astoral work undoubtedly can be challenging on many levels. Long hours of studying with a goal of rightly interpreting God’s word, preparing sermons and bible studies, teaching and preaching, intercessory prayer, making and nurturing disciples, guarding against wrong doctrine, planning and strategising, counselling and discipling are what occupies a pastor’s heart, mind, schedule and energies constantly. All this pours out because of a deep-seated love for God and an incessant love for His people and a genuine desire and passion to see God’s kingdom established and grow in people’s hearts and lives. What ought to be a constant encouragement to the pastor and drive him forward is the reminder that pastoral ministry is not a job or a career, rather a divine high calling, empowered by the Spirit of God that compels him to do what he does.
The hurdles, trials and temptations in pastoral ministry, however, are enormous. Why? The enemy of our soul knows that if he can find the shepherd at a weak and vulnerable moment and strike him, then the sheep under his care will scatter and so that is exactly what he aims to do many times. Although pastors may give an aura of strength and stability, the reality is that they are still ordinary and fallen humans, saved by God’s grace alone and striving to follow in the footsteps of the Chief Shepherd. Sadly, many have fallen because they’ve succumbed to greed, pride, immorality and other vices. By falling short of the standards God gives in the scriptures for pastors/elders, we not only dishonour God and embarrass ourselves and our loved ones but also become a poor witness to the watching world.
The enemy of our soul knows that if he can find the shepherd at a weak and vulnerable moment and strike him, then the sheep under his care will scatter and so that is exactly what he aims to do many times.
Despite my limited experience and brevity of pastoral ministry, I still humbly reflect on the challenges that those in pastoral ministry face more so within the Indian context. I hope this will be of some encouragement to those at a similar stage of life and ministry. This is also by no means an exhaustive list, neither are these issues unique to the Indian context but I hope the biblical principles gleaned can be applied universally. If anything, I desire to encourage pastors to surrender themselves wholly to Christ, depend on His grace and trust His provision as they serve Him faithfully and diligently.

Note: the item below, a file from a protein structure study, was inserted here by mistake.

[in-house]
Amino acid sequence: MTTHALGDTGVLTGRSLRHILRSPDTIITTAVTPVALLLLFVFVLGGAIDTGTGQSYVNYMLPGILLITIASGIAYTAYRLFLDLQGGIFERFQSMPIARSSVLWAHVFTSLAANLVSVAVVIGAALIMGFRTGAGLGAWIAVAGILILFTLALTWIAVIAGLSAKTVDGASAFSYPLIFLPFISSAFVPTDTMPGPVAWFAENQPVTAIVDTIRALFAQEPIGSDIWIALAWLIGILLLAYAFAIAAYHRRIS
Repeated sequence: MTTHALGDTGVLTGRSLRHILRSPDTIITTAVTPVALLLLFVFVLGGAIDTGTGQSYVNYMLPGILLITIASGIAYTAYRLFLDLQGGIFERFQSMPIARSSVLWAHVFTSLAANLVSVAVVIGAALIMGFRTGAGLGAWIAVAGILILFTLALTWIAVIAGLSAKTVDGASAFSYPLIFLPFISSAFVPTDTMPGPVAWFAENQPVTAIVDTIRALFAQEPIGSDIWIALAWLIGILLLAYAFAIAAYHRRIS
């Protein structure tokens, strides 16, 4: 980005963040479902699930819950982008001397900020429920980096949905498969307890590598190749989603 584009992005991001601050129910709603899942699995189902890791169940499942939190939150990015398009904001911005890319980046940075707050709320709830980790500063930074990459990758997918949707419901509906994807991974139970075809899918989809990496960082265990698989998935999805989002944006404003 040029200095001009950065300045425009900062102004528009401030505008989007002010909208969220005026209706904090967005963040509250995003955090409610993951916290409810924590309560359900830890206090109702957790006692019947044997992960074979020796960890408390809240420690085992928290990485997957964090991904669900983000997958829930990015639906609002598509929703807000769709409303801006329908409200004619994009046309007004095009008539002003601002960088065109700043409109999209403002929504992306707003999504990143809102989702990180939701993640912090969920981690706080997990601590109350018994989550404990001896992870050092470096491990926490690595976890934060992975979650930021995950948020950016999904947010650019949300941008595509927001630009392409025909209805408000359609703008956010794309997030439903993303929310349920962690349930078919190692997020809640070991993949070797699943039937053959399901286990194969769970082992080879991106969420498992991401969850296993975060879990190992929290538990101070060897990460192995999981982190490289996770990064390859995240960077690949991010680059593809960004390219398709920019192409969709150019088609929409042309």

Remain Humble: Pastors serving in an Indian context can often be elevated onto a pedestal. The Indian mindset is that of respecting and honouring God’s servants and showering them with love, gifts and hospitality. Whilst honouring the spiritual leaders that God has set over us is biblical and warranted (Rom 13:1–7, 1 Peter 2:13–17), it is also important to remember that pastors are not to be elevated to the extent that they become the only voice in a person’s life, sometimes even ejecting God from His rightful place in their life. God should retain the primary place in any believer’s life and the pastor’s role is solely to lead, guide and point to God. The inherent danger with such hero-worship is that pastors may begin to think that they are indomitable in life and that they are more deserving of honour than God is. This may cause unwanted attitudes to creep in and when the gates are left unguarded, and room is given for pride and haughtiness this can lead to the pastor’s downfall.